Upon completion of a residency program, some radiologists further their education and start a fellowship in a field that is related to radiology. Such subsets include interventional radiology where a professional may learn how to conduct surgery using state-of-the-art imaging technology. Neuroradiology is another field that could be pursued after finishing a residency, and this subject concentrates on the effects of radiology on the nervous system and brain.

Because today’s radiologists usually work with other physicians and provide a detailed analysis about particular medical images, they may not work directly with their patients. In the past, radiologists were limited to the images that were captured on X-rays, but today’s professionals have more options to help them diagnose medical issues. A modern radiologist is expected to be able to read, analyze and interpret:

  • Ultrasound images
  • Magnetic resonance Imaging (MRI)
  • Positron Emission Tomography (PET)
  • Nuclear imaging
  • X-ray radiography

Finding a Rewarding Job

Networking is one of the best ways to land a great job in the medical field, and radiologists may have opportunities presented to them during their residency. Working at a local hospital is one option for those who graduate from medical school, and a person who has earned their degree and obtained the education that is essential for success in the field may gain employment in the facility where they complete their residency. Other rewarding careers are available to radiologists who want to work in a large tele-radiology facility that reads images that are submitted by clients in a remote location. These careers may be accessed by working with a recruiting agency or searching through medical employment boards on the Internet. Alumni associations are another rewarding place for potential radiologists to network and learn more about employment openings that are available in a particular geographic area.

Working as a Radiologist

Radiologists are usually found behind the scenes, and a professional may not interact with their patients. Because a radiologist is responsible for reading the images that are taken by a technician, they may not meet the patient for whom they are working. A radiologist will look at the images and report their findings back to the attending physician. In certain instances, a radiologist may help prepare a patient for surgery or discuss the issues that are presented in a particular case.

Interventional Radiology

For those who prefer a hands-on working environment, interventional radiology is one option. These professionals take their knowledge and expertise directly to their patients and use their skills to treat a wide variety of medical conditions and diseases. An interventional radiologist may utilize electronic imaging to guide their instruments as they perform delicate procedures in a surgical setting. A professional may need to remove malignant tumors or insert catheters. With a growing increase in medical technology, interventional radiologists are on the cutting edge, and they may offer their patients treatments that are minimally invasive to speed the recovery process.

Those who enjoy the intellectual challenge of medicine may find that radiology is a rewarding career. The field is constantly advancing, and new technology is continually entering the field. Radiologists need to accurately interpret studies and utilize their critical thinking skills to diagnose the particular problems that a patient may encounter.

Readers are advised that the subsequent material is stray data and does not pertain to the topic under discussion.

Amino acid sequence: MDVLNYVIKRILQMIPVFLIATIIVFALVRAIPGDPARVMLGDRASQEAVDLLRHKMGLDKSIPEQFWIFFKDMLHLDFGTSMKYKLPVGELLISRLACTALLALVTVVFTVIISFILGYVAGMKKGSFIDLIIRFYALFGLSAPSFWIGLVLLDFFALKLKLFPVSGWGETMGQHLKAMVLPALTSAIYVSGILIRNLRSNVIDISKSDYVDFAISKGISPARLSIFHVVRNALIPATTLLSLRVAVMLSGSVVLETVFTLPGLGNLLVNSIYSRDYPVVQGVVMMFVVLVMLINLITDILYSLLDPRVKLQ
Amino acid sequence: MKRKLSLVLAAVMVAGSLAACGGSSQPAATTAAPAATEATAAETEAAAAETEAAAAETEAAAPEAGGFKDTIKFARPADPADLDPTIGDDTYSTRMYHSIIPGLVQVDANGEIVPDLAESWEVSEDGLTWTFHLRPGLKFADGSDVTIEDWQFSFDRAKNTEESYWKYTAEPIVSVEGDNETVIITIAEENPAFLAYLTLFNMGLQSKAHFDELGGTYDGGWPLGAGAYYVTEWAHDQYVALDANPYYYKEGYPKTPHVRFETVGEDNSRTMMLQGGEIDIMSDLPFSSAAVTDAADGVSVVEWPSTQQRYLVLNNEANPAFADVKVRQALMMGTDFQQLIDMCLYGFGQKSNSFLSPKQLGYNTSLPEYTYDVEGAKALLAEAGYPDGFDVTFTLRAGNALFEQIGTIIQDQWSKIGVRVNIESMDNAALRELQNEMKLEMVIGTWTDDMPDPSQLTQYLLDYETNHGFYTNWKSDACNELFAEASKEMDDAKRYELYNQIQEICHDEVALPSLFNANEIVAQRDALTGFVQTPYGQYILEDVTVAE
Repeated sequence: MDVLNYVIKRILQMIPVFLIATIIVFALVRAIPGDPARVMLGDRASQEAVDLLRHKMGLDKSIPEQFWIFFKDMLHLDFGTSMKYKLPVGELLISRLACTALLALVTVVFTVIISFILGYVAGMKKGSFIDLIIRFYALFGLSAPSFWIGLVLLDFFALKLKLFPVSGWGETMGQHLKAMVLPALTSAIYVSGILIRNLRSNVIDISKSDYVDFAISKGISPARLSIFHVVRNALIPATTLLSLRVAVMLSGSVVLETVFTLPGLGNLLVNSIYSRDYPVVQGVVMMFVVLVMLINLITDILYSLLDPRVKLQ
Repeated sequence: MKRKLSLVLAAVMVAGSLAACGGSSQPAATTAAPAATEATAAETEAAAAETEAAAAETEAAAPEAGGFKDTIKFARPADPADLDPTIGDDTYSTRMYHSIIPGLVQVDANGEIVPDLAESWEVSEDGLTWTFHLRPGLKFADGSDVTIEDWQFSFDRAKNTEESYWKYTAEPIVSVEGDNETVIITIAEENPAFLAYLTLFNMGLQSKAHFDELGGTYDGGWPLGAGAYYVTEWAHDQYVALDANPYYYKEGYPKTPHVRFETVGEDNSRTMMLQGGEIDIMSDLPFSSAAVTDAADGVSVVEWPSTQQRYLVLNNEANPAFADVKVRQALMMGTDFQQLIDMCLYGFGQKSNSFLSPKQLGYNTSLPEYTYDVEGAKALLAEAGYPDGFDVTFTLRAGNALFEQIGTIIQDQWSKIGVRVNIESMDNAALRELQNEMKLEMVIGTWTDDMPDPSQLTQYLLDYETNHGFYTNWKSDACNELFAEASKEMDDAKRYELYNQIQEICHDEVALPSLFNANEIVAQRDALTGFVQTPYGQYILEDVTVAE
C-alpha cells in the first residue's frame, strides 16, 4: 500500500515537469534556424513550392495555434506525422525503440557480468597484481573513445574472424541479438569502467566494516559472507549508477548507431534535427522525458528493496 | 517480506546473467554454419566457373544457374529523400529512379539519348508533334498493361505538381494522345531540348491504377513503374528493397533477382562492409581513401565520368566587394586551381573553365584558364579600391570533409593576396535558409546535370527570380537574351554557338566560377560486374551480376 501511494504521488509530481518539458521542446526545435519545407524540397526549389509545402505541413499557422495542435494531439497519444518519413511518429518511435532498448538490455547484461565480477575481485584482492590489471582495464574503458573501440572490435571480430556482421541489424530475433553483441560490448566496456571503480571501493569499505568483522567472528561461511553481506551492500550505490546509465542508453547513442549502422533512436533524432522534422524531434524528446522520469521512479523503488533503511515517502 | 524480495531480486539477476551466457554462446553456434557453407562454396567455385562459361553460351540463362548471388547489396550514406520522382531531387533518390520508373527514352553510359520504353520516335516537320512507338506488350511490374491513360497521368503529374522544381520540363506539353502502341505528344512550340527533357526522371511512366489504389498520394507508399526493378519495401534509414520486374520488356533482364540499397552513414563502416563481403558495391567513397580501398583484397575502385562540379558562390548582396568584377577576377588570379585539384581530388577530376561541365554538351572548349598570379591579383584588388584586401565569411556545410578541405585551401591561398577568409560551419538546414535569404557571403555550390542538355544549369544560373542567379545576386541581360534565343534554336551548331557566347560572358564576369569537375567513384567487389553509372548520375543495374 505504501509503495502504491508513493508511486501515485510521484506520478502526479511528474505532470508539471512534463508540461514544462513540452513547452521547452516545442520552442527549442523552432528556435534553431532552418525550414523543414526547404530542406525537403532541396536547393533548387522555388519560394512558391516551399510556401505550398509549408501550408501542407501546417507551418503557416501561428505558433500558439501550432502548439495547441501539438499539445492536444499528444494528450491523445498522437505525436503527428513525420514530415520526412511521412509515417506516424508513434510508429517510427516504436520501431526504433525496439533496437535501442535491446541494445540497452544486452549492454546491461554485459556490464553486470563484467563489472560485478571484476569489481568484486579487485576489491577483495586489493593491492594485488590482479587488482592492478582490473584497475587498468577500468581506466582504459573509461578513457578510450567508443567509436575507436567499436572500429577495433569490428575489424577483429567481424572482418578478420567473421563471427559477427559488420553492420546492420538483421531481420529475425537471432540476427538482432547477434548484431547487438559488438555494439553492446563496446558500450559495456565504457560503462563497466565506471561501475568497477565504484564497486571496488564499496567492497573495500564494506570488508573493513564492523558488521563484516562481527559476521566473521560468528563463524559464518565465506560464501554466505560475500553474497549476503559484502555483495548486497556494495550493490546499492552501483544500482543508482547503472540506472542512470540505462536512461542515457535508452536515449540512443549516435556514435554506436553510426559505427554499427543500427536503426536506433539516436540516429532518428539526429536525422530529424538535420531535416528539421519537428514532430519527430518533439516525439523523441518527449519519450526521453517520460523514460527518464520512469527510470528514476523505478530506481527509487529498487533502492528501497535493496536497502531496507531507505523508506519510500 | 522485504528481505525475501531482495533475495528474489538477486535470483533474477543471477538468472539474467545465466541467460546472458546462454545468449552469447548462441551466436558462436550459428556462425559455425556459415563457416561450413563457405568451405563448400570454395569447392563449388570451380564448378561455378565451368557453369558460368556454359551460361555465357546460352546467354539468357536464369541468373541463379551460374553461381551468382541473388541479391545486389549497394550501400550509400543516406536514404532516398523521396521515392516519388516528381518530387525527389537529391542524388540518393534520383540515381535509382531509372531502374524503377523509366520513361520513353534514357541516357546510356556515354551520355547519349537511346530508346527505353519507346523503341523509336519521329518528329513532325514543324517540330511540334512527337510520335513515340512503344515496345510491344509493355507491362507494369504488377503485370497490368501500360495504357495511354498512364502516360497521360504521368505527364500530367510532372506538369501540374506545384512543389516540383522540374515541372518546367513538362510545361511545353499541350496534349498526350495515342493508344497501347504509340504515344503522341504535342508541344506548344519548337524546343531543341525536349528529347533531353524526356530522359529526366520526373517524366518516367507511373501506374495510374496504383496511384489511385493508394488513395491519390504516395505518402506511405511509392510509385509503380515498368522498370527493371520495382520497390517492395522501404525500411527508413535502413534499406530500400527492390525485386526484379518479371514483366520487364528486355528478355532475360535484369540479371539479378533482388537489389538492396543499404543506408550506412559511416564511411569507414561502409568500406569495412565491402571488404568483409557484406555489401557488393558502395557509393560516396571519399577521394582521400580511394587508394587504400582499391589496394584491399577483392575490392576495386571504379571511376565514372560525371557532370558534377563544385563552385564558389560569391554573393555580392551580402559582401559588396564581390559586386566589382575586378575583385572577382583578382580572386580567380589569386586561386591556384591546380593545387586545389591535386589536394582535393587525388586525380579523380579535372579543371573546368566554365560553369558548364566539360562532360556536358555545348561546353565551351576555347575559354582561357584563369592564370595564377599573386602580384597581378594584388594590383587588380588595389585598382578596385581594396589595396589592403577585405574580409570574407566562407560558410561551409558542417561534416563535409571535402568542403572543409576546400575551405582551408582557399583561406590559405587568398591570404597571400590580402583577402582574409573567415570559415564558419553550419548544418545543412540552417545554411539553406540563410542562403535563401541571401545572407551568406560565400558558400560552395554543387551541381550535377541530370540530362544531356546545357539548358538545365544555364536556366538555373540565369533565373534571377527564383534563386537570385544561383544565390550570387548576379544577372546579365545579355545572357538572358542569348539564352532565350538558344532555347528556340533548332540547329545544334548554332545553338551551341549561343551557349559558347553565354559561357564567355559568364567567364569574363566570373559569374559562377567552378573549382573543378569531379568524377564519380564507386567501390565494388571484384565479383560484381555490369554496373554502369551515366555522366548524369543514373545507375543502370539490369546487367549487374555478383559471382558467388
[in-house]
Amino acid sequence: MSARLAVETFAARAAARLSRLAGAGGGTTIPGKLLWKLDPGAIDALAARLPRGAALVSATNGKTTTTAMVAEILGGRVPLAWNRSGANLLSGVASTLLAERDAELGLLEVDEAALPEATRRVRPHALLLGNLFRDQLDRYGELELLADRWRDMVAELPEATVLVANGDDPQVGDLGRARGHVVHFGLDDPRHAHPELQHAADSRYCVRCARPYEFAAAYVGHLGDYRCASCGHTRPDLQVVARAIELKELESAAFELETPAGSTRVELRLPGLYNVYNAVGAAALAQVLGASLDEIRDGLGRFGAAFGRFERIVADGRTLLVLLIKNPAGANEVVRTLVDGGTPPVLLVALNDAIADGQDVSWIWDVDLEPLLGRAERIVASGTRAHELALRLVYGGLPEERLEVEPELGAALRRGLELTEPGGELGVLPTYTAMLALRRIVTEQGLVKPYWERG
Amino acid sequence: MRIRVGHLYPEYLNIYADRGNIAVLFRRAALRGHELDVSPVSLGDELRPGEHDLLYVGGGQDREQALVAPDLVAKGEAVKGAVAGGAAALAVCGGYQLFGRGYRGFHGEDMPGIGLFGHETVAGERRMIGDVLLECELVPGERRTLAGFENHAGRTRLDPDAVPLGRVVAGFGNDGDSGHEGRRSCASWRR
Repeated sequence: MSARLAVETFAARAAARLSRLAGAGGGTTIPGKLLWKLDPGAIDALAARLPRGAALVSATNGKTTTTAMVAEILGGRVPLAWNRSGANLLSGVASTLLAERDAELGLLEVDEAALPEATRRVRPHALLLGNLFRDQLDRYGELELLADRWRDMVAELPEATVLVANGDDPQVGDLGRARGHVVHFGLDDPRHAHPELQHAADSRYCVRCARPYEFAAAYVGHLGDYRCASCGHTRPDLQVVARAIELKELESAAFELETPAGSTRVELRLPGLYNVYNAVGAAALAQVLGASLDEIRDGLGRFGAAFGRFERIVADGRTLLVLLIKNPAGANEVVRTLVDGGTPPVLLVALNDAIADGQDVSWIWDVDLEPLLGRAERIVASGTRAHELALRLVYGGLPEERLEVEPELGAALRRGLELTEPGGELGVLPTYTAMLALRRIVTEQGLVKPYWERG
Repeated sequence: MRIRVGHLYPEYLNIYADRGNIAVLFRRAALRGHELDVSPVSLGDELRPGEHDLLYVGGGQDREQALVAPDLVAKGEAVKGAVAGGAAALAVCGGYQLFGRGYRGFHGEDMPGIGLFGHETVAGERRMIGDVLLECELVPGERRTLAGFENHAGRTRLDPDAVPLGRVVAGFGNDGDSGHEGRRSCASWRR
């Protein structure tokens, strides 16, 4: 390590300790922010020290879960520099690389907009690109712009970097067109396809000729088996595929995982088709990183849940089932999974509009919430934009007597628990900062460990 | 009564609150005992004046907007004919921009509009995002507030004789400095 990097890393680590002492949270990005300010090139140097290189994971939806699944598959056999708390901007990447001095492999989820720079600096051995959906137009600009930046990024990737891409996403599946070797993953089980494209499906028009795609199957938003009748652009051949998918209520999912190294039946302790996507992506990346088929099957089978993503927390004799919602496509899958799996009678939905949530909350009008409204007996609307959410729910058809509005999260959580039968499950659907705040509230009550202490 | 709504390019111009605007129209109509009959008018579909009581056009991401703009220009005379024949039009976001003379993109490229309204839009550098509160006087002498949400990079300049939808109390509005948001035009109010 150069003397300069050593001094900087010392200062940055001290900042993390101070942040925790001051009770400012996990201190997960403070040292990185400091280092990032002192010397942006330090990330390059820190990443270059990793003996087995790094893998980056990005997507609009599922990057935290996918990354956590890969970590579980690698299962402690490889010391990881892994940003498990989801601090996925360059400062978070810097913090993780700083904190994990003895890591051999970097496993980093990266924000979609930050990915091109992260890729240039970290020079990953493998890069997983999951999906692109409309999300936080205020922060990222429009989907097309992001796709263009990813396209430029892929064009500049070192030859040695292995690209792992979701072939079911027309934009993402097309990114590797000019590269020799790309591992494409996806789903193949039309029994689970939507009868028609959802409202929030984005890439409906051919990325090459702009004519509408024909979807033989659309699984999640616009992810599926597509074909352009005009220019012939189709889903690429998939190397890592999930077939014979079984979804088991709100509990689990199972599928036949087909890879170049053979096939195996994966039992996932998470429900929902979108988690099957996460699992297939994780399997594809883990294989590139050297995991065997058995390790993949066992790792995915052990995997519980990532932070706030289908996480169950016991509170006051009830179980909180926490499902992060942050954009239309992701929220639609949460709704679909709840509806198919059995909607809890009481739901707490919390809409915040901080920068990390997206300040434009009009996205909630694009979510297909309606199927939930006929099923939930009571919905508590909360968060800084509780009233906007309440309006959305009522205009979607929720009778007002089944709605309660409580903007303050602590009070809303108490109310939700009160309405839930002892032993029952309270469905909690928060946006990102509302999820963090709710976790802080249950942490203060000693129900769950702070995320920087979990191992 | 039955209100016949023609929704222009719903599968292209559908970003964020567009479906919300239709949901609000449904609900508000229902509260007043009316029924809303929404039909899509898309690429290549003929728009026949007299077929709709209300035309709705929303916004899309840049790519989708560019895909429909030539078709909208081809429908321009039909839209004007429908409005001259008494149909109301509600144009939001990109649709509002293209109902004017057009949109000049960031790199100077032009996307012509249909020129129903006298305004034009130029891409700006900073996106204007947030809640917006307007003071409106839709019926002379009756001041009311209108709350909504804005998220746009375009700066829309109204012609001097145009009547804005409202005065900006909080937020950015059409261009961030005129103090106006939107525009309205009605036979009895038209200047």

Career Opportunities

radiologist careerWhile many of today’s radiologists find employment in local hospitals or outpatient centers, many are enjoying the benefits of the digital technology that facilitates remote medicine. Today, a radiologist can practice in any location that has the proper imaging equipment and connectivity. In addition, telemedicine enables radiologists to consult with others and facilitates consultations around the world.

Certification and Licensing

Obtaining a state license is an essential component of landing a career as a radiologist, and most employers mandate that candidates are board certified. To gain board certification, a radiologist will need to pass an examination that covers the education that has been learned during medical school. The test includes two parts, and students need to show their proficiency in anatomy and imaging modalities. Radiology is one of the most competitive fields, and potential candidates need to perform in the top of their class. In addition to understanding modern medical diagnoses and treatments, a radiologist needs to have a well-rounded education that includes an in-depth understanding of math and modern physics.

Advancing in the Field

Radiologists are known for the impressive salaries that they earn, and many choose to advance through the ranks by taking hours and lifestyles that are suited to their lifestyle. During the beginning part of a career, a radiologist may find that they need to work weekends and evening hours. As a professional gains tenure in their field, they may be able to reduce the demand to work odd hours and find a position that is during the normal working week.


Radiologists are among the best-paid physicians. During a residency, a student can expect to earn between $42,000 and $58,000 per year. This amount varies according to different geographical areas and the size of an employer. After a radiologist has completed their residency requirements, an entry-level physician can expect to earn about $275,000 annually. The salary varies with a particular employer, and those who work in academic centers and teaching hospitals may earn a little less than peers who are employed in a private practice. According to the Bureau of Labor Statistics (BLS), the median annual salary for radiologists is $380,000 per year. For those who work as an interventional radiologist, the earnings are even higher, and a professional can expect to bring in nearly $500,000 per year.

The demand for new radiologists is beginning to slow just a bit, but plenty of opportunities are currently available. There has recently been a tremendous shortage of trained professionals, and many radiologists are expanding their education to benefit from the lucrative salaries that may be earned while working as an interventional radiologist. In addition, rural areas may have a dramatic shortage of trained professionals, but this situation is starting to change as the medical field benefits from changes in digital technology and telemedicine.